Factual Background In 2005, the husband was ordered to pay spousal support of $3,100 per month based on his annual income of $120,000. In 2011, he suffered a stroke, became incapacitated, and his annual income dropped to $53,000 from non-taxable…
Roy v Roy, 2015 ONSC 45
The issue in this case is whether a spousal support payor’s voluntary retirement is a material change in circumstances which justifies varying a spousal support order. As many retirees live on fixed incomes and/or reduced income, this is a highly relevant issue in family law that warrants consideration by existing or potential spousal support payors or recipients when negotiating the terms of a support order, planning retirement, and sometimes post-retirement.
The parties were married 25 years before separating. The parties negotiated and signed a Partial Separation Agreement in November 2007 and a Final Separation Agreement in 2009. As part of a Separation Agreement, they also equalized the value of Mr. Roy’s pension entitlement based on his retiring at age 55.
At that time the parties signed both agreements, Mr. Roy wanted to retire at that age 55 and he knew he would likely be able to do so. Ms. Roy also knew of Mr. Roy’s dream to retire early, however, she understood that he might have to change his retirement plans in view of the parties’ separation and their agreement regarding spousal support.
When negotiating the Separation Agreement, the parties agreed that Mr. Roy would pay Ms. Roy spousal support of $2,000.00 per month based on Mr. Roy’s annual income of $70,000.00 and Ms. Roy’s limited earning capacity due to disability.
The parties also specified in their Agreement that a voluntary reduction in income would not be considered a material change in circumstances.
In February of 2014, Mr. Roy retired at age 55. Mr. Roy subsequently brought a motion to change the parties’ separation agreement such that Mr. Roy’s spousal support obligations would be terminated based on his reduced future income resulting from his retirement and the fact that the parties had already divided his pension entitlement in equalization.
The court denied Mr. Roy’s motion and held that his decision to retire did not constitute a material change in circumstances to justify varying spousal support.
The Court found that Mr. Roy’s retirement was voluntary based on the following:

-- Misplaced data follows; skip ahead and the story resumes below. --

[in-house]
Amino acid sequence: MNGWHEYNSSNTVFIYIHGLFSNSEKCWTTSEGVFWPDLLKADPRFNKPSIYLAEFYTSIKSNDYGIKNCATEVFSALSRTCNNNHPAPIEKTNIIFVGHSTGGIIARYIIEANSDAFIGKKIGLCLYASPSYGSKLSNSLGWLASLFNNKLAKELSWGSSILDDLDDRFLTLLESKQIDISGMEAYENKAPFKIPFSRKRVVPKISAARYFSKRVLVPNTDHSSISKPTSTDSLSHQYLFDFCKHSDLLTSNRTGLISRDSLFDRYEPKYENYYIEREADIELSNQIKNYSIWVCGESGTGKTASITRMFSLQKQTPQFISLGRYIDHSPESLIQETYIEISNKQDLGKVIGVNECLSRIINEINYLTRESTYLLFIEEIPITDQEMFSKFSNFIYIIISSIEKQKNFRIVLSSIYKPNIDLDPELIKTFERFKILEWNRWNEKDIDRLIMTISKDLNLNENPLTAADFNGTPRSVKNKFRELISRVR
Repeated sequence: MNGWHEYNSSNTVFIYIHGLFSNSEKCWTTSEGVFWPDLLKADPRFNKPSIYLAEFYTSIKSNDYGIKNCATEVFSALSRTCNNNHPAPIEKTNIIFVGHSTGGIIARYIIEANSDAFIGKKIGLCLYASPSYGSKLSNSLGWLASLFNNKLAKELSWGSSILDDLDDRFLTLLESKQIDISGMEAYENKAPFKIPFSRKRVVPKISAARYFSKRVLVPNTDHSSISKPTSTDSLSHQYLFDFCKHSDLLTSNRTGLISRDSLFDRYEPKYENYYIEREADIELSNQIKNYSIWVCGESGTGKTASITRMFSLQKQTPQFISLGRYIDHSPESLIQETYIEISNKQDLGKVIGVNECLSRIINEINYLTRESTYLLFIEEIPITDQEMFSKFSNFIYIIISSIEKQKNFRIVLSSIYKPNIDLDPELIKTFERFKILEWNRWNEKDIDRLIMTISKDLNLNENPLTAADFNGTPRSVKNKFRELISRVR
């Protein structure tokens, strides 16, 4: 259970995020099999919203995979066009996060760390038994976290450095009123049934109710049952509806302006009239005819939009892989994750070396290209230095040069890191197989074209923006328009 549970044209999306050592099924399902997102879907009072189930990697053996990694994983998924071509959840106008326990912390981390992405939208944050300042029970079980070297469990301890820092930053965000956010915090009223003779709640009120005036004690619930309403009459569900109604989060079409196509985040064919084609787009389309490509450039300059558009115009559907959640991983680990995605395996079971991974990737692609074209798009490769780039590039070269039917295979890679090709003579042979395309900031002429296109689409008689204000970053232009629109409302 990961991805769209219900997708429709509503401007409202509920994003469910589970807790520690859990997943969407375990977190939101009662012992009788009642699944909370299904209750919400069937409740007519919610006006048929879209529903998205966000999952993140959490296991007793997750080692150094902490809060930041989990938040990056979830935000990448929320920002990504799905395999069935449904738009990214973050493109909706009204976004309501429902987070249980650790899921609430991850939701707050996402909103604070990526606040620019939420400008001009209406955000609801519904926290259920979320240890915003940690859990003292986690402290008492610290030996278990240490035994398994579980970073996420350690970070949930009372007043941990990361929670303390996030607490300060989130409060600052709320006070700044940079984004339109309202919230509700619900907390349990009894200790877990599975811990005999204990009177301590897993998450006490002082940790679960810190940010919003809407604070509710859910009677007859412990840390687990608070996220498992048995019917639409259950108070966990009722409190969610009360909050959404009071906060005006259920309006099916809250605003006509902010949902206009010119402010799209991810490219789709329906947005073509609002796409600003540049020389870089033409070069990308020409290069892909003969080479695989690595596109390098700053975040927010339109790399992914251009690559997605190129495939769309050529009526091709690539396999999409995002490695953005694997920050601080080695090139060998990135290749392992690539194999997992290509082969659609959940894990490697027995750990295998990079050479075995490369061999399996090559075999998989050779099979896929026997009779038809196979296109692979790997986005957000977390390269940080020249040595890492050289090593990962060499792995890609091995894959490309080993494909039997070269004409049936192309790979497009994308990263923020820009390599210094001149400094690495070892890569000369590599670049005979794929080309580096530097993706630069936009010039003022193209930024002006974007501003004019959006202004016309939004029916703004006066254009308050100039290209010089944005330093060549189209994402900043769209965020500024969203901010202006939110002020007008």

Mr. Roy was able to continue working, but had chosen to retire at the earliest possible time without seeking any source of replacement income.
The Court considered the impact of Mr. Roy’s retirement on the parties and the fairness of the situation for both parties as section. 17(7) of the Divorce Act requires relief where there is great disparity between the parties’ incomes.
The Court found that such disparity would arise from Mr. Roy having future annual pension income of approximately $35,600.00 and Ms. Roy having annual income of approximately $7000.00 to $8000.00 without spousal support payments.
The Court held that it could not condone the situation that would arise if Mr. Roy were allowed to voluntarily reduce his income and terminate spousal support.
The Court also held that Mr. Roy’s retirement was not a material change in circumstances for the following evidence that his retirement at age 55 was foreseeable at the time the Agreement was signed:
- Mr. Roy clearly contemplated retiring at age 55 when he signed the Agreement wherein he also agreed to equalize the value of his pension entitlement based on his retiring at age 55.
- The Agreement provided for other events to trigger a review of spousal support, however, retirement was not indicated as a possible trigger for a review or variation of support.
- A provision in the Agreement expressly stated that “a voluntary reduction in income… shall not be deemed a material change in circumstances”.
- The impact that Mr. Roy’s retirement at age 55 would have on Mr. Roy’s post-retirement income was reasonably anticipated and foreseeable at the time the parties signed their Agreement.